President Trump tested negative for the coronavirus, his doctor said in a memo released Saturday evening. The president’s health had been a concern since he spent time at his Florida resort last weekend with a Brazilian official who was later found to have the illness.
“One week after having dinner with the Brazilian delegation at Mar-a-Lago, the president remains symptom-free,” said Dr. Sean P. Conley, Mr. Trump’s doctor, in that memo.
At a news conference earlier Saturday, Mr. Trump announced that he had been tested for the coronavirus on Friday night and was awaiting the results. Vice President Mike Pence also announced the extension of the administration’s European travel ban to the United Kingdom and Ireland.
Whether the president would be tested had been a matter of speculation since it first emerged that a member of a Brazilian delegation that visited Mar-a-Lago had tested positive. Two other people who were with the president at Mar-a-Lago have tested positive, and various members of Congress have been self-isolating after interacting with some of those same people.
Mr. Trump, wearing a “USA” baseball cap, said he decided to be tested for the coronavirus after his news conference on Friday, during which he declared a national emergency.
“People were asking, did I take the test,” he said.
Asked when he expected to have the result, Mr. Trump said, “A day, two days.”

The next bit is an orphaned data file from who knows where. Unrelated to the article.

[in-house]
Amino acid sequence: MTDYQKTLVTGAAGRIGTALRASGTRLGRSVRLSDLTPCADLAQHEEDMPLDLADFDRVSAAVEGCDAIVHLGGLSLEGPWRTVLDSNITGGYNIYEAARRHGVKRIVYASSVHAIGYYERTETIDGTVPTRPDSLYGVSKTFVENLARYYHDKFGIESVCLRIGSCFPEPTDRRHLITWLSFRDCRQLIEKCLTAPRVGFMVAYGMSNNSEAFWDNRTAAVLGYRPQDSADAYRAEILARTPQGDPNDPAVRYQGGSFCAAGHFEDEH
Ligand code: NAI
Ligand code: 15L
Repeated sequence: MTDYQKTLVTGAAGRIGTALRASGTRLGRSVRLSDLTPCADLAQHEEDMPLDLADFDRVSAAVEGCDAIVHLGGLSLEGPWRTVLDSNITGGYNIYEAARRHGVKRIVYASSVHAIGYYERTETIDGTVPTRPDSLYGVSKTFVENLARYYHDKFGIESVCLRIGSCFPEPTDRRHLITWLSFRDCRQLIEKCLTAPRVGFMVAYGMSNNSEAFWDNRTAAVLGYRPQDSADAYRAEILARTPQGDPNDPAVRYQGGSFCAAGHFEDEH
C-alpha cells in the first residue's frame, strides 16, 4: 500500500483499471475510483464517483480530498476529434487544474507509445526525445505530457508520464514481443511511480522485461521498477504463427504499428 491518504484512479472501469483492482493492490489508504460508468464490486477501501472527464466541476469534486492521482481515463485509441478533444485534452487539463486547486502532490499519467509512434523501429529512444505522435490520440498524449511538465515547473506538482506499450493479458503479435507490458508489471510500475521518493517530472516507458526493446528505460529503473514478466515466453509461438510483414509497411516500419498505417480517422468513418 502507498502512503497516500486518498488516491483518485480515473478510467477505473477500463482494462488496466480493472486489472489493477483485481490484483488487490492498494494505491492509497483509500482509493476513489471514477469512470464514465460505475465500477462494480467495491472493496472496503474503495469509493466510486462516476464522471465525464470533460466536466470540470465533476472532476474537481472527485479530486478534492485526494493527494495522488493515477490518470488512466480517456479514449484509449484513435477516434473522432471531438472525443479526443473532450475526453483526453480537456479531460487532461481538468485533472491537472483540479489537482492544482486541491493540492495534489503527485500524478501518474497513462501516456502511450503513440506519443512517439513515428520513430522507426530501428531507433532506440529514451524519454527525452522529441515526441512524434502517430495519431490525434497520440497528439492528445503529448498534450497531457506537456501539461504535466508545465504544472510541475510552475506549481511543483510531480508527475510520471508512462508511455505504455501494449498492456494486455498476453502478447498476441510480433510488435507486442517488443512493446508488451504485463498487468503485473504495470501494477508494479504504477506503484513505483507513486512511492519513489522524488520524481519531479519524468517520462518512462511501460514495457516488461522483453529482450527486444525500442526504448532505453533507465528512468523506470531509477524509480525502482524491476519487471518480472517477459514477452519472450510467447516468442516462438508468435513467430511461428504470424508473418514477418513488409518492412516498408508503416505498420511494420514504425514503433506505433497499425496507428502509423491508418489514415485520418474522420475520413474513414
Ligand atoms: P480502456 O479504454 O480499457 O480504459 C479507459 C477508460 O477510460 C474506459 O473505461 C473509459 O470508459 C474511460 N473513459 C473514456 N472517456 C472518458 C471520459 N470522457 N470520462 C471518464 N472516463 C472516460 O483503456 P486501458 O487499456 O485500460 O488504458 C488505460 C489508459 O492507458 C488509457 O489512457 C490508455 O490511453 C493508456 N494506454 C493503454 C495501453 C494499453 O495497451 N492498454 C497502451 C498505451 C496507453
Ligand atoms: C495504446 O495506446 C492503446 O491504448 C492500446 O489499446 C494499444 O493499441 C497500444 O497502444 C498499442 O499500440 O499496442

“They send it to a lab,” he said.
It was unclear if Mr. Pence, who interacted with some of the infected Mar-a-Lago visitors, had known that the president was tested. Asked about his own status, Mr. Pence said, “I’m going to speak immediately after this news conference with the White House physician’s office,” which he said had previously advised him that neither he nor his wife needed to be tested.
The White House has begun checking the temperatures of anyone in close contact with Mr. Trump or Mr. Pence. White House staff checked the temperatures of everyone arriving at the news conference.
Reporters pressed Mr. Trump about “mixed messages,” asking about why he shook hands with a row of chief executives who attended his news conference on Friday where he announced a national emergency.
“It almost becomes a habit and you get out of that habit,” he said, noting that “getting away from shaking hands is a good thing.”
Mr. Pence said that, effective at midnight Monday night, the federal government’s European travel ban would apply to the United Kingdom and Ireland.
The House passed a sweeping relief package to assist people affected by the outbreak, after a roller-coaster day of negotiations on Friday, and it now goes to the Senate.
At the news conference, Mr. Trump signaled his approval of the measures, which he noted had bipartisan support.
“It was very nice to see it,” he said.